(Photos by the ever-brilliant Simon Ayre)

Post-Andy Gray and Richard Keys it feels weird to be staring at someone’s tits for such a long time. Kind of unavoidable tonight though: Drains singer Dan Barnett spends the gig wearing not much apart from jeans and a moustache that makes him look like he’s been drinking a poo milkshake, and foils any plan you have of trying to work out exactly what lyric he has tattooed on his chest by diving into your personal space every 30 seconds. It’s grunge that Drains cough up, great party grunge that’s raw, flippant and hacked back to the essentials. Knowledge of their other bands (Jim and Ben from Kutosis, Dan from Samoans, amongst others) will give you a pretty accurate ballpark of where they’re at musically – and Jimmy’s fuzzed up bass riffing has become a brilliant signature sound – but it’s as balls out, bar diving, sweaty torso wandering spectacle that they’re perfect Friday night entertainment. They also have a song called ‘Gunrack’, which nabs the best bit from Wayne’s World as it’s verse (“I don’t even have a gun, let alone the many guns it would take to necessitate an entire rack”) and this automatically gets them five big gold fucking stars.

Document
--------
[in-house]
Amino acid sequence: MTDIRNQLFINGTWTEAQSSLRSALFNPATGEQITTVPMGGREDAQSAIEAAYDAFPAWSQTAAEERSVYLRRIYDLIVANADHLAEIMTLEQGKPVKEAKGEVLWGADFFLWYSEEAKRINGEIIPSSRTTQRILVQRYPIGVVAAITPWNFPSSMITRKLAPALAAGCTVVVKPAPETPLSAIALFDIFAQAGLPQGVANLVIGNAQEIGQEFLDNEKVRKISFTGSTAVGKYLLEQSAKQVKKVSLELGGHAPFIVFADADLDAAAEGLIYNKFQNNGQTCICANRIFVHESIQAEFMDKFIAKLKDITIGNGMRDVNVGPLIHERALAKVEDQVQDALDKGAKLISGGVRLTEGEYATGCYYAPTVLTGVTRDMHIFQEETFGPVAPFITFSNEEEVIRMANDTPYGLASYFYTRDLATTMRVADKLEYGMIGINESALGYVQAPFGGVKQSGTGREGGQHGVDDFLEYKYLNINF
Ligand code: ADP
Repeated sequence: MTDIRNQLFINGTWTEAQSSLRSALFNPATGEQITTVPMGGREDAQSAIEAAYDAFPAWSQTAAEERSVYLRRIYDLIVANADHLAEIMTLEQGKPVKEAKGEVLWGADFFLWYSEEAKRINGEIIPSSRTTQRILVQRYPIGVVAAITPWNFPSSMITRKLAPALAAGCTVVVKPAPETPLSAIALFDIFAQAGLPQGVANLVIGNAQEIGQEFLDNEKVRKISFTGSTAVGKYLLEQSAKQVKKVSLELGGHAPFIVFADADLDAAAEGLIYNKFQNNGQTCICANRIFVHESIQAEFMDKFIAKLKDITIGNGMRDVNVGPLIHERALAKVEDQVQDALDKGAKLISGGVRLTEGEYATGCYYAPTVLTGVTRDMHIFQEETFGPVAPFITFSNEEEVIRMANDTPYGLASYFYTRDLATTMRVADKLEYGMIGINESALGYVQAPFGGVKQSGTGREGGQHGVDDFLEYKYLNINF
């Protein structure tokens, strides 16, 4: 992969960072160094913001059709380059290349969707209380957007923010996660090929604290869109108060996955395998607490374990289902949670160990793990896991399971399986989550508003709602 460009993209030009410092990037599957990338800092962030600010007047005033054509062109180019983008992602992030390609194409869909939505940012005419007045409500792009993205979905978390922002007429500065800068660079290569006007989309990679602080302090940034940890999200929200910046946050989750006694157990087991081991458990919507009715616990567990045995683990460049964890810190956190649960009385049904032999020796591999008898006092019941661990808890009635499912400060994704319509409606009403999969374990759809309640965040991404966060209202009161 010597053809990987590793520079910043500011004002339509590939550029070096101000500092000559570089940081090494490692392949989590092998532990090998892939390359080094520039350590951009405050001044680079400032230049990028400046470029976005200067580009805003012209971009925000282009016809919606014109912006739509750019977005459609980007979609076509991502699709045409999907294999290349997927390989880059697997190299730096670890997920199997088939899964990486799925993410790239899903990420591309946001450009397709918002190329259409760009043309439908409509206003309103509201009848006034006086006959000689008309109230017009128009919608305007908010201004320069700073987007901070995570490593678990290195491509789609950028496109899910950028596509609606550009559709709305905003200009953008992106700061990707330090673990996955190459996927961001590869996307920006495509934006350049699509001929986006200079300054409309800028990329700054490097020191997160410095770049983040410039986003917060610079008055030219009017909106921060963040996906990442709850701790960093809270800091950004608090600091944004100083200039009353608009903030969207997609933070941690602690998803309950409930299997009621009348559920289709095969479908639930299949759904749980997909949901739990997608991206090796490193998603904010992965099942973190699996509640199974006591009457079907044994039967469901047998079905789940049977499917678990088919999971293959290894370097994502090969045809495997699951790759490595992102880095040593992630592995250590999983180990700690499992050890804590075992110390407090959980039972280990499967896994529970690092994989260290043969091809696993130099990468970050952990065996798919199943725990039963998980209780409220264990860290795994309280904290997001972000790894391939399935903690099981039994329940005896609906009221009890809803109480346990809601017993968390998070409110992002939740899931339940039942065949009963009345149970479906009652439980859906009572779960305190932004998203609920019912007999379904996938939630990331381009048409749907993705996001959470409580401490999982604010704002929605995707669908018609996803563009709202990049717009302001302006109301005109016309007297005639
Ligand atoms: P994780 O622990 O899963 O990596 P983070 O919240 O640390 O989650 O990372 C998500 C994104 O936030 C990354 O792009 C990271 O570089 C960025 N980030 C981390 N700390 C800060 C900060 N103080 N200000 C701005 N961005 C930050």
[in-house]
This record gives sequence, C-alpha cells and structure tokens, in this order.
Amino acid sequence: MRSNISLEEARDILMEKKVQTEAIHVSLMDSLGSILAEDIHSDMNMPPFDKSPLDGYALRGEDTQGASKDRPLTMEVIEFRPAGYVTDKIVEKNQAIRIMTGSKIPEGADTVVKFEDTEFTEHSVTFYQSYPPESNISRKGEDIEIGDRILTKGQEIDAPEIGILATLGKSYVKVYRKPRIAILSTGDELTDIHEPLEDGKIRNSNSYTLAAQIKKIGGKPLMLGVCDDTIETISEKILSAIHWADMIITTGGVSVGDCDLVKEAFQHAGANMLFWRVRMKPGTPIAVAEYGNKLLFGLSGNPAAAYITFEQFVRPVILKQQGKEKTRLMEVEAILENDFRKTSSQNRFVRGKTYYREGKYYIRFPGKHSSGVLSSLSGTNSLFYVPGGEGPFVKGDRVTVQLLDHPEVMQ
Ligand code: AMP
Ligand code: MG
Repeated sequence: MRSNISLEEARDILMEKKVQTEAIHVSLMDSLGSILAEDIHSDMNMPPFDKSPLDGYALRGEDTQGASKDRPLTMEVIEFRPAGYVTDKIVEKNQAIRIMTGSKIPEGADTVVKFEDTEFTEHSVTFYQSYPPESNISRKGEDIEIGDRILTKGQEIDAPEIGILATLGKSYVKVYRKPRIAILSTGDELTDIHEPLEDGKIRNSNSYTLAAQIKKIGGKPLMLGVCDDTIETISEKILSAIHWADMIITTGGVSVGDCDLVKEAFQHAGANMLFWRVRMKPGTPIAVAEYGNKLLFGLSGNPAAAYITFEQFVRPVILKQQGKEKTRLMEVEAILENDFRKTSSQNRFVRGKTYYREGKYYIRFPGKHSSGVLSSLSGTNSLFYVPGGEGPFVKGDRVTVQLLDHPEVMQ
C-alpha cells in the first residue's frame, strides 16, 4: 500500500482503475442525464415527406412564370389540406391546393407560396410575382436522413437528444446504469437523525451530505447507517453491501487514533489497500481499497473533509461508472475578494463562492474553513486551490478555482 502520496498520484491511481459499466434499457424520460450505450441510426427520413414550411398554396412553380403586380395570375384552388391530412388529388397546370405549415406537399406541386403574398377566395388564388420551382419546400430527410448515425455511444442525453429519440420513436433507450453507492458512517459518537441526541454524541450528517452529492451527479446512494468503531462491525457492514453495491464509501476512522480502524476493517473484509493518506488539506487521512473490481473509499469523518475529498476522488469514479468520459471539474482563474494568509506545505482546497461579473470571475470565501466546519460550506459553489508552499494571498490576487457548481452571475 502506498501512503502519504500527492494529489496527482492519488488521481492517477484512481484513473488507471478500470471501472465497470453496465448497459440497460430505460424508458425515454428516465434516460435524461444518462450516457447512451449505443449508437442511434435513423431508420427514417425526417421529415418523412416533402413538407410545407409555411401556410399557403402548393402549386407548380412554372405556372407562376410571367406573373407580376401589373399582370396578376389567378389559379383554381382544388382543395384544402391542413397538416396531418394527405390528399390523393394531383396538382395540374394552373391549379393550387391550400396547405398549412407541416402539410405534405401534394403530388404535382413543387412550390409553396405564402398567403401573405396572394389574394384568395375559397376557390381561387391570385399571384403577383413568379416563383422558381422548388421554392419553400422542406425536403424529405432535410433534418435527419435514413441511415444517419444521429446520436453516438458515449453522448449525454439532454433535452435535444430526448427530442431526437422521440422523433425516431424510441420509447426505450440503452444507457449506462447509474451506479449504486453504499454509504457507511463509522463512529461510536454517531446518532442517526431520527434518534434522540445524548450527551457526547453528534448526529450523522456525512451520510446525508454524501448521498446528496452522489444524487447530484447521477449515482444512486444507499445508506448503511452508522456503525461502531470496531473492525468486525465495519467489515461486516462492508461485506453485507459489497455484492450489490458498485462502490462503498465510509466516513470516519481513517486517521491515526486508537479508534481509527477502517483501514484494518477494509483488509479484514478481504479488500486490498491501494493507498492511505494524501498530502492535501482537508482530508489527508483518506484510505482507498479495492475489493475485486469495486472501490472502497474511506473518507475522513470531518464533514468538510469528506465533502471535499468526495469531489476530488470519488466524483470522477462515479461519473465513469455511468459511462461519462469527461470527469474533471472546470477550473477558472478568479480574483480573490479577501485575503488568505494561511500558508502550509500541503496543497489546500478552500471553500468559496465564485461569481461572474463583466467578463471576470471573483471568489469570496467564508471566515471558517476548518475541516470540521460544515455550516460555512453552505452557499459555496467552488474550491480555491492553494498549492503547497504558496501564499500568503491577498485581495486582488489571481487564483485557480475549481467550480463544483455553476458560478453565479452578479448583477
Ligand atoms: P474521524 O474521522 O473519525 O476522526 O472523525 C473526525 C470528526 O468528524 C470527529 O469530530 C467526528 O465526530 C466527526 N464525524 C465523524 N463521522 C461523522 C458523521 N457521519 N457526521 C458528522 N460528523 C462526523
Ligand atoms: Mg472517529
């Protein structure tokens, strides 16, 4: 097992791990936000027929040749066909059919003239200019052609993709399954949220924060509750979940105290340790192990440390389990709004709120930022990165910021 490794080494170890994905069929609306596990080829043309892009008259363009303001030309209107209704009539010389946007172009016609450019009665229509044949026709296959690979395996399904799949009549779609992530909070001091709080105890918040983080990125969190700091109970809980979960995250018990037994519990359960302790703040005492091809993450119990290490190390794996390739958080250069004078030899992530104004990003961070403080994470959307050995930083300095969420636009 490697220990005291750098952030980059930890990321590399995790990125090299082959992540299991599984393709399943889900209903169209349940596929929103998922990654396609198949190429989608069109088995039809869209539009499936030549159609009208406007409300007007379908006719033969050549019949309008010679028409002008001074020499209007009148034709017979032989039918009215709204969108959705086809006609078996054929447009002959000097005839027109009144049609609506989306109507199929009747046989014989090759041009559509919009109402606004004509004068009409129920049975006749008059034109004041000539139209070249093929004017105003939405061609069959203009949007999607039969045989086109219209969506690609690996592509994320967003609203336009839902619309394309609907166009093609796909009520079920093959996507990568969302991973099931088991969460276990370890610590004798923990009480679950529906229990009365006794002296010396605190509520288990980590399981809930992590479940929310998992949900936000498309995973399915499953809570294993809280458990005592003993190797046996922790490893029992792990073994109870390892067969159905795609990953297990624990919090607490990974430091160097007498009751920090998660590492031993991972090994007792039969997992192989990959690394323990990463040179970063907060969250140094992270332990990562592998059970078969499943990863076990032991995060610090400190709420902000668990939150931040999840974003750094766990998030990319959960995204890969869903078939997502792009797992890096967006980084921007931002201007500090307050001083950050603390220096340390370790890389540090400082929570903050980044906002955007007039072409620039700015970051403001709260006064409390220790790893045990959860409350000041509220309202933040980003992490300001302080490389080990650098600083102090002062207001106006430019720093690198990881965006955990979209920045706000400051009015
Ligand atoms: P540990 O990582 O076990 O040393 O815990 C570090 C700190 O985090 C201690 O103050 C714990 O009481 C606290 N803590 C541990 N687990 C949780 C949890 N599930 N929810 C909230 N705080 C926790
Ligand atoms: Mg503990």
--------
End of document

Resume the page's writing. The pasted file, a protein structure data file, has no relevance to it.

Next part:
To the Buffalo, with Simon Ayre and his forthright opinions, and the last few minutes of Ratatosk‘s set. What initially sounds weak and lost from the middle of a half empty venue flips almost imperceptibly into a spooky wash of multi-tracked vocals and Spanish guitar. That’s ‘The Dismal Science’, and it’s some kind of magic. Benni Hemm Hemm perform similar¬† sensible-shirts-into-gold tricks, yer man Benni taking to the stage looking an undertaker’s son with a kids’ guitar. Incredibly hard to describe this music without mentioning the geographical origins of much of the band: even shorn of the Icelandic accent, the songs would still call up images of wintry snowscapes, barren mountains, glowering lava and ¬£8 pints (that may just be Buffalo though). Even with half the songs studded with bass/drums/brass flourishes it’s still weirdly quiet waters that BHH navigate – fragile and vaguely mysterious tunes that feel half murder ballad, half hushed attempt to contact the dead. Even a quicktime jaunty number feels sad, still, reserved. Even still, even still… The question is: do these songs take you from your bill worries, your failed plans, do they lift you, are they beautiful? Yeah, they’re beautiful.

Then we go to Metros.

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